Your Church Is Probably Lying to You

In a recent speech, Donald Trump was distracted by a baby crying somewhere in the crowd. As a pastor who has experienced firsthand what it’s like to have your train of thought jump the tracks because you hear a crying infant, I immediately sympathized with him.

I even appreciated how he handled the situation.

“Don’t worry about that baby; I love babies … I hear that baby crying; I like it.” Trump said. “What a baby, what a beautiful baby. Don’t worry … Don’t worry about it.”

Imagine the baby’s mother in the back of the room. She knows her child is being a distraction to people. She’s desperately trying to keep him quiet. She wants to make sure her child is comforted, and she wants to be considerate of others.

Donald Trump’s words must have been a huge relief to her. A moment of grace when she was panicking. She was welcomed. Her baby was welcomed.

And so, she did just as Trump said. She didn’t worry about it. Her baby had been called beautiful by a man who could be President. She relaxed and presumably enjoyed the speech.

But her baby kept crying.

Once again Donald Trump noticed. He stopped again. And this time, he said what he really thought.

“Actually, I was only kidding. You can get the baby out of here,” he said sarcastically to roars of laughter. “I think she really believed me that I love having a baby crying when I’m speaking … People don’t understand.”

No, apparently they don’t. 




When someone says that something is not be worried about, the people who are worrying take comfort and stop worrying. When someone says that people are welcomed, the people who are wondering if it’s OK for them to be there relax and feel welcomed. They do really believe the words that are said to them.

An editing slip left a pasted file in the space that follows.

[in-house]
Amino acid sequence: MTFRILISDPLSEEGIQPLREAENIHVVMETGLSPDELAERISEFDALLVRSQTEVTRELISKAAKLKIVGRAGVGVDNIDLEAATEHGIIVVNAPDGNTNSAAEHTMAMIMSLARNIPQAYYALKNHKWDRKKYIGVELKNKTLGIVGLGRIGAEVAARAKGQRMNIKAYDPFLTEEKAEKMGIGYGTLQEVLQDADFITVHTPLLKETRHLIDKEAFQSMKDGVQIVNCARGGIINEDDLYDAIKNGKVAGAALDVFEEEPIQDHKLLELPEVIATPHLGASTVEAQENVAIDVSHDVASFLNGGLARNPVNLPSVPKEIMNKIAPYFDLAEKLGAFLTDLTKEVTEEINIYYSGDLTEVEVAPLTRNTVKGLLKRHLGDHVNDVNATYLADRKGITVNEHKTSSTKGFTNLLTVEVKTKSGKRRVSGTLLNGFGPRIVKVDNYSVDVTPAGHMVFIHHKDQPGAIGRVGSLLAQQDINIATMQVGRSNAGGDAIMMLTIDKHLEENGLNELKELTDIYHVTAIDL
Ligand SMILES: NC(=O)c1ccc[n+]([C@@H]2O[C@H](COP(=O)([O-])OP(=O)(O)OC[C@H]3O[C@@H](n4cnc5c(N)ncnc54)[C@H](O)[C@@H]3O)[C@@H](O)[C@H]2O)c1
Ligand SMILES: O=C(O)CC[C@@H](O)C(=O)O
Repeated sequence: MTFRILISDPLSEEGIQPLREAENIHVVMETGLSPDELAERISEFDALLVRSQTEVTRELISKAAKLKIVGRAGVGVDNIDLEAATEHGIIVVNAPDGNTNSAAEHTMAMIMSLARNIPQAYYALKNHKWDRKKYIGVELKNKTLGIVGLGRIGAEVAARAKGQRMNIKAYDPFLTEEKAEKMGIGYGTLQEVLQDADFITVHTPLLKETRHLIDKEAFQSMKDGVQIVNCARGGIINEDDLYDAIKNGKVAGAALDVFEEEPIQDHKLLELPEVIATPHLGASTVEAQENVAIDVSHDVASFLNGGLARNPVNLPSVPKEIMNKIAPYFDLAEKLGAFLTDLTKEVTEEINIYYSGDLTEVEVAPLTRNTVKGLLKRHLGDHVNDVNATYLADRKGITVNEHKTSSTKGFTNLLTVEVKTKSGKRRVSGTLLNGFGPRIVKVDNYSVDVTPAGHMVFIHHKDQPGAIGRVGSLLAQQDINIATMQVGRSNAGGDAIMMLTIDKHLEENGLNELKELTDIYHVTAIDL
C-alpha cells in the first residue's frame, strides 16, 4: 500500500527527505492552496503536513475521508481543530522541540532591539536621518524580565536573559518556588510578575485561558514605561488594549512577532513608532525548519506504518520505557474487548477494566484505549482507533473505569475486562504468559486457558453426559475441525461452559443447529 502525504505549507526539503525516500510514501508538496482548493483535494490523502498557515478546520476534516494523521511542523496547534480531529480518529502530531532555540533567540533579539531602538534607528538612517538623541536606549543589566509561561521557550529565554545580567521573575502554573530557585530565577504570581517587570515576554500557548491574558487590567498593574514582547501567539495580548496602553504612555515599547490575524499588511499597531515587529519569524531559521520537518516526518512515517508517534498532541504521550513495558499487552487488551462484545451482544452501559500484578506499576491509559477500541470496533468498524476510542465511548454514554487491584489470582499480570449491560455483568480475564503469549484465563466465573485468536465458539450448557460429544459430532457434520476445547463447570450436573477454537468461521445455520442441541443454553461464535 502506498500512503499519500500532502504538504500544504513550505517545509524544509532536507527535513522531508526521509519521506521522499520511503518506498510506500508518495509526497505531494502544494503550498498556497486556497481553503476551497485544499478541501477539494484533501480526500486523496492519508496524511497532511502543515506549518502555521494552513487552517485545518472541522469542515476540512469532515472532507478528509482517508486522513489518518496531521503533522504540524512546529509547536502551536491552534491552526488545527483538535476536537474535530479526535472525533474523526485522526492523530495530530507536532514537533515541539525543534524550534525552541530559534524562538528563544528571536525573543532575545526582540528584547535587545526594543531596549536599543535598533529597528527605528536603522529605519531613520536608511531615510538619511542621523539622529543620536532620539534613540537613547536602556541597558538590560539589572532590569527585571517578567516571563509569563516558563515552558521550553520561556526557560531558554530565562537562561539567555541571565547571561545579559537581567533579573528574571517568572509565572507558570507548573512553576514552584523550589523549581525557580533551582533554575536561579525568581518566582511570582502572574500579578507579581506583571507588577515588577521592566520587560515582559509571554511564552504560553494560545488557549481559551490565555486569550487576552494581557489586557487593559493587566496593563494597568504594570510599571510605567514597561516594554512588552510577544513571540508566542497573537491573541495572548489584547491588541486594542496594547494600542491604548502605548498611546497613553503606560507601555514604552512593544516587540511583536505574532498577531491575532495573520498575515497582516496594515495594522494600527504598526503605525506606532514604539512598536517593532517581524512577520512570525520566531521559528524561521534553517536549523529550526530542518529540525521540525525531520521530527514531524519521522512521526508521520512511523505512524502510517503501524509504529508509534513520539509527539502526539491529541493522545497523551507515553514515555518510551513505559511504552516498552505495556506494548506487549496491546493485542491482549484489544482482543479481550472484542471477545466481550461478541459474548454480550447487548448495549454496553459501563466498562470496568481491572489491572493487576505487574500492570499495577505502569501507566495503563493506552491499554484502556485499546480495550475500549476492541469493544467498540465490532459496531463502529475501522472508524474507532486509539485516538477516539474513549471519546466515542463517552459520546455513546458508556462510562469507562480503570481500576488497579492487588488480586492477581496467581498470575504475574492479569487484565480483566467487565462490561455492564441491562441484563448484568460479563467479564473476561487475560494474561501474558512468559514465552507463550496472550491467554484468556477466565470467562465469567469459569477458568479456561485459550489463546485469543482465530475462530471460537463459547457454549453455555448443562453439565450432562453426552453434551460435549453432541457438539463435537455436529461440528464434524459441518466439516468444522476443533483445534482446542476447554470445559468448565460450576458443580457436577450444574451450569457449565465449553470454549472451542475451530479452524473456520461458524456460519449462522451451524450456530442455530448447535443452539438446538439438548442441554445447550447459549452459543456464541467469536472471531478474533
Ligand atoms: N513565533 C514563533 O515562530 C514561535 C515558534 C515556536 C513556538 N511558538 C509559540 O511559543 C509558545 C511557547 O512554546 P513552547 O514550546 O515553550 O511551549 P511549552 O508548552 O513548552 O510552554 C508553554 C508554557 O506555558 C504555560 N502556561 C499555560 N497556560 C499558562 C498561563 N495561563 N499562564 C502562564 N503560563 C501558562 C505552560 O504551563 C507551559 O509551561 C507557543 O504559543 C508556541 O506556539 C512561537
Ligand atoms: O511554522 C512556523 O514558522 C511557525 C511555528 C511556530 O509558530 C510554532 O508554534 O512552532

That’s what makes it so tragic that Donald Trump was lying to that mother. Her crying baby wasn’t welcomed. He didn’t love it. It was something to worry about. And he mocked her for believing him.


welcome-matIt’s sometimes easy to point a finger at a national figure who is so blatantly caught in a lie. It’s much harder to point the finger at ourselves when we tell similar lies.

I’ve noticed that a lot of churches advertise that everyone is welcome in their communities. They say that they are a place for all. Anyone and everyone is welcome to come in their doors. “Come just as you are,” they proudly pronounce. “We love everyone.”

On some level, I’m sure they mean it. After all, most churches keep track of their attendance, and new guests help to pad the numbers. Of course they’re welcomed. More people in their services are more people who can hear the message, who can be ministered to, who can be reached.

Sure, you might “come as you are,” but like the crying baby at the Trump rally, sooner or later (and really, it ought be sooner) you better stop crying and get your life in order.

Our welcomes have limits. If you don’t clean up, shape up, quiet down, and get along, you’re no longer going to be welcome. And, if you don’t realize this, we might end up mocking you. “I think they really believed us that we love everyone. People don’t understand.”


The idea of welcoming someone is to gladly receive them. The word doesn’t have limits in its connotation. Further, the Christian value of hospitality is not one that has strings attached.

Over and over again, the example of Jesus is to welcome people no matter what.

Self-righteous religious people? Jesus welcomed them.

Adulterous women? Jesus welcomed them.

The outcast and marginalized? Jesus welcomed them. 

The handicapped? Jesus welcomed them.

Poor people? Jesus welcomed them.

People from different racial, ethic, political, and theological backgrounds? Jesus welcomed them.

Crying babies? Jesus welcomed them.

In a scene that is strikingly similar to the Trump rally, Jesus was once inundated with parents who wanted their crying, squirming children to get close to him. Jesus’ disciples rebuked those parents, “You can get those babies out of here.” But Jesus was having no part of it. “Let the little children come to me and do not hinder them,” he said, “for the kingdom of heaven belongs to such as these” (Matthew 19.14).

The kingdom of heaven belongs not to the people who lead churches or develop their clever marketing schemes. The kingdom of heaven belongs not to those who make up the cool sounding slogans like “Come just as you are” and “All are welcome.”

The kingdom of heaven belongs to the seeking religious people, the adulterous women, the outcast, the marginalized, the handicapped, the poor, the different, and the crying babies.